Last time when Business Today met Nanoo Pamnani at his sea facing office in Belha Court at Colaba, the veteran banker had a treasure chest of stories to tell - starting from his days in Citibank to the post-retirement assignment in Bajaj Finance. By the time, he had completed 50 years in the banking industry, within India and abroad. He was one of the youngest CEOs of Citibank. He was instrumental in building Bajaj's financial services businesses, which is valued at Rs 4.4 lakh crore in the stock market, along with Sanjiv Bajaj (younger son of Rahul Bajaj) and Rajeev Jain, who is the managing director of Bajaj Finance.
He returned from London in 1967 after having studied from London School of Economics (LSE). Getting a job in Mumbai for Pamnani was not difficult at that point of time. He gave interviews for the job in National and Grindlays Bank, Unilever and Tata Administrative Service (TAS). Everybody wanted him to join, but the process was lengthy. Meanwhile, Citibank came up with an offer and the bank was swift in onboarding him.
"Citibank's first interview was at 9 o'clock. The person who interviewed second asked me what I was doing for lunch. I said I was going home. He said if I were free for lunch, he wanted one of his colleagues to meet me for lunch. That was the third interview. I had two more interviews on that day. The fifth person, who was the head of western region, was based out of Mumbai. Three out of five interviewers were Americans. They sent the offer letter the next day," Pamnani said.
Pamnani was 22 years old when he joined Citi. The normal rotation and training lasted 18 months in Citi at that time. But his training got over in six months. "They straight away gave me 35 per cent increase in compensation. My joining salary was Rs 1,200. I was part of operations division of the bank at that time," Pamnani told BT.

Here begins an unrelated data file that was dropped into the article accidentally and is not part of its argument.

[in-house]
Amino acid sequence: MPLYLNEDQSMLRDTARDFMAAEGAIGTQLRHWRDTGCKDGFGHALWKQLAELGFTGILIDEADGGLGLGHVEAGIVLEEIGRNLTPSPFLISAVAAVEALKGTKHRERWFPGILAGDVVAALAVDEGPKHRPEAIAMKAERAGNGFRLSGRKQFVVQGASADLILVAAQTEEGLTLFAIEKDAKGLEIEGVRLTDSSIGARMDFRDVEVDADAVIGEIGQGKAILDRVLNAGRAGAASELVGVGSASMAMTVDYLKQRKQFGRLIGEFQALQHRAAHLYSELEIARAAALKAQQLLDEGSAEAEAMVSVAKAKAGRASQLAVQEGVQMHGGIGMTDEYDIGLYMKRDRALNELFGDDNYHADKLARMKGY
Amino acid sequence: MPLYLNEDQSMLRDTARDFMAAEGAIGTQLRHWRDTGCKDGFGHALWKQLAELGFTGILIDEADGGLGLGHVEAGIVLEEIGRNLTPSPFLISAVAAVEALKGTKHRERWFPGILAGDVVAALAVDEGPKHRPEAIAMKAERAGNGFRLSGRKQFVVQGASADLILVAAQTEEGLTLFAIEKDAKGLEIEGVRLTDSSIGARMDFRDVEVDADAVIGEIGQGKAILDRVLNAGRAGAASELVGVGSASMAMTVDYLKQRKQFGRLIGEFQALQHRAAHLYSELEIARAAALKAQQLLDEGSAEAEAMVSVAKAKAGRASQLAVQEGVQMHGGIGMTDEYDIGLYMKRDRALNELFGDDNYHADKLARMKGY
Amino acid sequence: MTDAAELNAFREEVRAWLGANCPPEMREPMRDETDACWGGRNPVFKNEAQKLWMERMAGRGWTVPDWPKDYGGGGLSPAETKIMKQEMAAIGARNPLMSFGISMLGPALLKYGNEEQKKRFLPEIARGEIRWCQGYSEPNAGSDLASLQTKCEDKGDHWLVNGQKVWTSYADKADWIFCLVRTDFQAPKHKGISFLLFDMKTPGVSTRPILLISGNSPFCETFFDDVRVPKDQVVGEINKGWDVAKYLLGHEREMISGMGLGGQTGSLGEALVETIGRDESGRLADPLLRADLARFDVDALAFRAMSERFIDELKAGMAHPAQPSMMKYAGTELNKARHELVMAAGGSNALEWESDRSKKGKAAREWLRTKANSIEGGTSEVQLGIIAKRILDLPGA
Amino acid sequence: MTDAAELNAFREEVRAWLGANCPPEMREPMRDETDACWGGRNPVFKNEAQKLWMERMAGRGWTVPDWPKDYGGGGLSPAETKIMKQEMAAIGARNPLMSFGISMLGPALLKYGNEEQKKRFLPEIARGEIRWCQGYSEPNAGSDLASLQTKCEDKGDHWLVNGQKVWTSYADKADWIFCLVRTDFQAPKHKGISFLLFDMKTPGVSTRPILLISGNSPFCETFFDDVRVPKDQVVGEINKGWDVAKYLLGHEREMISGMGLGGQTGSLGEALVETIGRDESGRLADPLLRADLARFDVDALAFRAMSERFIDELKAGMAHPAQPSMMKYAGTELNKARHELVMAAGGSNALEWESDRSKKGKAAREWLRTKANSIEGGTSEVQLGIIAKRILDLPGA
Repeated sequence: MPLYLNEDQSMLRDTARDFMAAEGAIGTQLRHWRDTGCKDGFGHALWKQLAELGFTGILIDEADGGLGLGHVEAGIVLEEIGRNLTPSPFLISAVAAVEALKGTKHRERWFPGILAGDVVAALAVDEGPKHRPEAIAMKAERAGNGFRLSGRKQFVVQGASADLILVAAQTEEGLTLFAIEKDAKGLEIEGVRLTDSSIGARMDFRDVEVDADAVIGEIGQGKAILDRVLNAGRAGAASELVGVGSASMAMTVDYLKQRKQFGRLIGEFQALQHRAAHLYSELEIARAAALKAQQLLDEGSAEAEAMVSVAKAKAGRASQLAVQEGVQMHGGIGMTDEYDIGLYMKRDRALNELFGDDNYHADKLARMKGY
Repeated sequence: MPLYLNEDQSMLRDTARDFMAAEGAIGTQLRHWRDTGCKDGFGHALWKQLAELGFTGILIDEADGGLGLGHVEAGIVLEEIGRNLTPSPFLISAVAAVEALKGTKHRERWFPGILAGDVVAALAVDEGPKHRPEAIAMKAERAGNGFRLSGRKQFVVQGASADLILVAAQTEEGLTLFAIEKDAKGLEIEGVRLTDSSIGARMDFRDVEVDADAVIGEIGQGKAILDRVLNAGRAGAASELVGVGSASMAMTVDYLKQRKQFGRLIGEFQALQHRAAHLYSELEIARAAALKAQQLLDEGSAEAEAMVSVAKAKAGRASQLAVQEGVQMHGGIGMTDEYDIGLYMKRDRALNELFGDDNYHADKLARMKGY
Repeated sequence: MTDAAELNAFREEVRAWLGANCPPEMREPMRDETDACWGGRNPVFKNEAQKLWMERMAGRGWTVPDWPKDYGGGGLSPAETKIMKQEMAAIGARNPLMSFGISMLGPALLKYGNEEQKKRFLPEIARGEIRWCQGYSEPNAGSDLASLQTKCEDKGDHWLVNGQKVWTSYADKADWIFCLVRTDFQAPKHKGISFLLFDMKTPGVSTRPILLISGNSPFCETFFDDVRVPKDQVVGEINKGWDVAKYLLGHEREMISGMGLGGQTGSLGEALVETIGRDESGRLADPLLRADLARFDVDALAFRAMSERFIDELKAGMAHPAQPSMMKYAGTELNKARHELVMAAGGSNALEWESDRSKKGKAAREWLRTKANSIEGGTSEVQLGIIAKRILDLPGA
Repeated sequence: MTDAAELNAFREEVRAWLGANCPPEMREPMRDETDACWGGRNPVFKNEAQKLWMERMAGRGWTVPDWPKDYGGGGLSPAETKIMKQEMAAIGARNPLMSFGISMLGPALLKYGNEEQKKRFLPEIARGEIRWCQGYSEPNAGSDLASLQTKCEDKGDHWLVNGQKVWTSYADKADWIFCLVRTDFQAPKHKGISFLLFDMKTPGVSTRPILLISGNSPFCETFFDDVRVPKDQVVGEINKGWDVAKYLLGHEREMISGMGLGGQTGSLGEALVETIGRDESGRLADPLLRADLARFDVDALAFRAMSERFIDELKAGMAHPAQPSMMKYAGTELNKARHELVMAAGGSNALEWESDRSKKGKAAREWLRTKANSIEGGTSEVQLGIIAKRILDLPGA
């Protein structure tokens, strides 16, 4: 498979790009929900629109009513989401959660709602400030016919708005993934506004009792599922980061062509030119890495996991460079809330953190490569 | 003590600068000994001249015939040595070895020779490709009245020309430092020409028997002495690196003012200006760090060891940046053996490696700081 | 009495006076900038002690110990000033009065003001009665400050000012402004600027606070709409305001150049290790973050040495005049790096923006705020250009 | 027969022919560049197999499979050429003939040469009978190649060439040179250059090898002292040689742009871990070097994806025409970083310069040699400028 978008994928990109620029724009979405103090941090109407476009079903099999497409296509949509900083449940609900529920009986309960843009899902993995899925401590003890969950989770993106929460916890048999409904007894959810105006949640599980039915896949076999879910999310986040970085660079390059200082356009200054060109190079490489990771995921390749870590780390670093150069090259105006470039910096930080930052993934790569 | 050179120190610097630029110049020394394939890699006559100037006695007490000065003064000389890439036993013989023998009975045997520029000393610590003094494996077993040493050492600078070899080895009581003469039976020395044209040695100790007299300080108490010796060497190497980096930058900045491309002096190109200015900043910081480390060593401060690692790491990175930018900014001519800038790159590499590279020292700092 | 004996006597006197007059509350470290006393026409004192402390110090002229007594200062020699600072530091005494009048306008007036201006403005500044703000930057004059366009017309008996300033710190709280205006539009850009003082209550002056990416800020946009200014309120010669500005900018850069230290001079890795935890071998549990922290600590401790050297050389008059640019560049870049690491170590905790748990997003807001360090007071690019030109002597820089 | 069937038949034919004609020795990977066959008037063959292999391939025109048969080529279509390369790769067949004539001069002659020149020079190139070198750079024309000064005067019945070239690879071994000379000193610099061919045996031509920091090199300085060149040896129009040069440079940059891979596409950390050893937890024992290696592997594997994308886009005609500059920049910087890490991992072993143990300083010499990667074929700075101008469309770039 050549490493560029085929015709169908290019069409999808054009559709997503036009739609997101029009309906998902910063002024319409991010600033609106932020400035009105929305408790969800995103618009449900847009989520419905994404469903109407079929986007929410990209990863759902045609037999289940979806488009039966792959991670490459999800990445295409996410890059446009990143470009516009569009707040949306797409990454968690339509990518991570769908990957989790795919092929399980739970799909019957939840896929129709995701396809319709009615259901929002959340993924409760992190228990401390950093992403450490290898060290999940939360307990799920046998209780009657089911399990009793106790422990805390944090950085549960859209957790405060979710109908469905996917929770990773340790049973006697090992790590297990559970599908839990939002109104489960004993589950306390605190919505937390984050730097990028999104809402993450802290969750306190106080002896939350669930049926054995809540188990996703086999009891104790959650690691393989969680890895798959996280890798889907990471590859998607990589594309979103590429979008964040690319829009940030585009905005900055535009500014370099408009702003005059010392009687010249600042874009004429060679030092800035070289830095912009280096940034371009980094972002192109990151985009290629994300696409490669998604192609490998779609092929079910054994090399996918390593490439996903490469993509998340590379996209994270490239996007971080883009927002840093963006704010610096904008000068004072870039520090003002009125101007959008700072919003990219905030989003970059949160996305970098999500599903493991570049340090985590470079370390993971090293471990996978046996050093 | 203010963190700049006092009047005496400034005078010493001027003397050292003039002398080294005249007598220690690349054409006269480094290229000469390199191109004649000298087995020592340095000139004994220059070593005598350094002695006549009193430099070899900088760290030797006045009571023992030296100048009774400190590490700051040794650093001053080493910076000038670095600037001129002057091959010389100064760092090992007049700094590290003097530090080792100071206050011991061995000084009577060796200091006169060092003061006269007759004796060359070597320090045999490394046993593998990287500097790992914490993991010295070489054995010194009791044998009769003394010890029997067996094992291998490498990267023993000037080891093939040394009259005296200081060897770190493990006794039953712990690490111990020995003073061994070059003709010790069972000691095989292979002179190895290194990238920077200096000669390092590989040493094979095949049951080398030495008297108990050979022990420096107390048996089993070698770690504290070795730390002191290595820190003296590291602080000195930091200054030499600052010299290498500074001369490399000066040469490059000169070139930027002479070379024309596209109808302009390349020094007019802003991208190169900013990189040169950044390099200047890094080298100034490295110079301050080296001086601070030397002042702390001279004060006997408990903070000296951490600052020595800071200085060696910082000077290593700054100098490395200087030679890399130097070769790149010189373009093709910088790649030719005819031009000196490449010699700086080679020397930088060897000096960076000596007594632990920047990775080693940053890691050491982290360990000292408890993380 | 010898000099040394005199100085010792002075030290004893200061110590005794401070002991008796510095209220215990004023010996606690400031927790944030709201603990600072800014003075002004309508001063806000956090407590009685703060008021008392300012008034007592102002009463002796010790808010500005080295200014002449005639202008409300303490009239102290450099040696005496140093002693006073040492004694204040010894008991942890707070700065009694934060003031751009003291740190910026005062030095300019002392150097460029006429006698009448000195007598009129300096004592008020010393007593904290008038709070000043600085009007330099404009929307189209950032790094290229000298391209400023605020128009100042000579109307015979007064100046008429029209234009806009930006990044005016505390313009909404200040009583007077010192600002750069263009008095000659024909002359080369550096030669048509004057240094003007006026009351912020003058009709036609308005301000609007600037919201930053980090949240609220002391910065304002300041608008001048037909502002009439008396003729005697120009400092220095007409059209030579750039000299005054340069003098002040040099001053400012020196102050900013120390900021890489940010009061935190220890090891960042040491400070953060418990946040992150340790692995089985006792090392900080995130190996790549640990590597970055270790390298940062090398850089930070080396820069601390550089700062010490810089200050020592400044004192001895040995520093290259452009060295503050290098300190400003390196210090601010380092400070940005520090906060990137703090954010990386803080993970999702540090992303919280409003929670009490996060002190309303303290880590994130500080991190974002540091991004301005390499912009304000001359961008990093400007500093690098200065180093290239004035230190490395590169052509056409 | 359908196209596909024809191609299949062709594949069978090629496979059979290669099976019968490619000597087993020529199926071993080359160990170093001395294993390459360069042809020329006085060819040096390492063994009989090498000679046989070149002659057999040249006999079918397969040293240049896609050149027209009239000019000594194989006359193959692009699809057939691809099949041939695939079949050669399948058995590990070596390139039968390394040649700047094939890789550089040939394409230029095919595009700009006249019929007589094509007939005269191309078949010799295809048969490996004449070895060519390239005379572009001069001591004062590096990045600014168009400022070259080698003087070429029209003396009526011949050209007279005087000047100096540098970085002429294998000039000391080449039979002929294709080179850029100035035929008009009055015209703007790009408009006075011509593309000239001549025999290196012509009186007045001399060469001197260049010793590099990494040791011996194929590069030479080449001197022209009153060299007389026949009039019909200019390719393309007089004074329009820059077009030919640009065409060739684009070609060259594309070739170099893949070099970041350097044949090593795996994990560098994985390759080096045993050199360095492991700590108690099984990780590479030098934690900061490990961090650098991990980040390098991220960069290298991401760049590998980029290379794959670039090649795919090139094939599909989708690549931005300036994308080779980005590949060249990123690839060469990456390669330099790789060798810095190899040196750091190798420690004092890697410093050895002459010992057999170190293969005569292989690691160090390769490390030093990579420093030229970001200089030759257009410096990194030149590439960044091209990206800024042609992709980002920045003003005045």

After 18 months, he shifted to Calcutta office and later moved to corporate banking as junior relationship manager. He cut his teeth there in building relations with business houses in north-east such as Bangurs and Goenkas. He came back to Mumbai after four years as the operations head of the country's largest region for the bank Western region, replacing a senior executive, who was retiring. Then he became country's second risk officer, and later deputy CFO. He became the South India corporate bank head at the age of 31 and it helped him build relations with MA Chidambaram, AC Muthiah and Murugappas.
Later he was brought to Mumbai and appointed as the head of India operations, which was headed by an American. Three years later, at the age of 37, Pamnani became the CEO of Citibank India, when Victor Menezes, another young and vibrant banker who turned CEO, was moving to Hong Kong.
"At Citibank, we were always in the managing committee of Indian Banks Association. The managing directors of most of the banks in the country were directors in the association. I was the youngest in the managing committee among all the mid-fifties MDs of public sector banks. They always looked at me like who was this young punk," Pamnani remembered.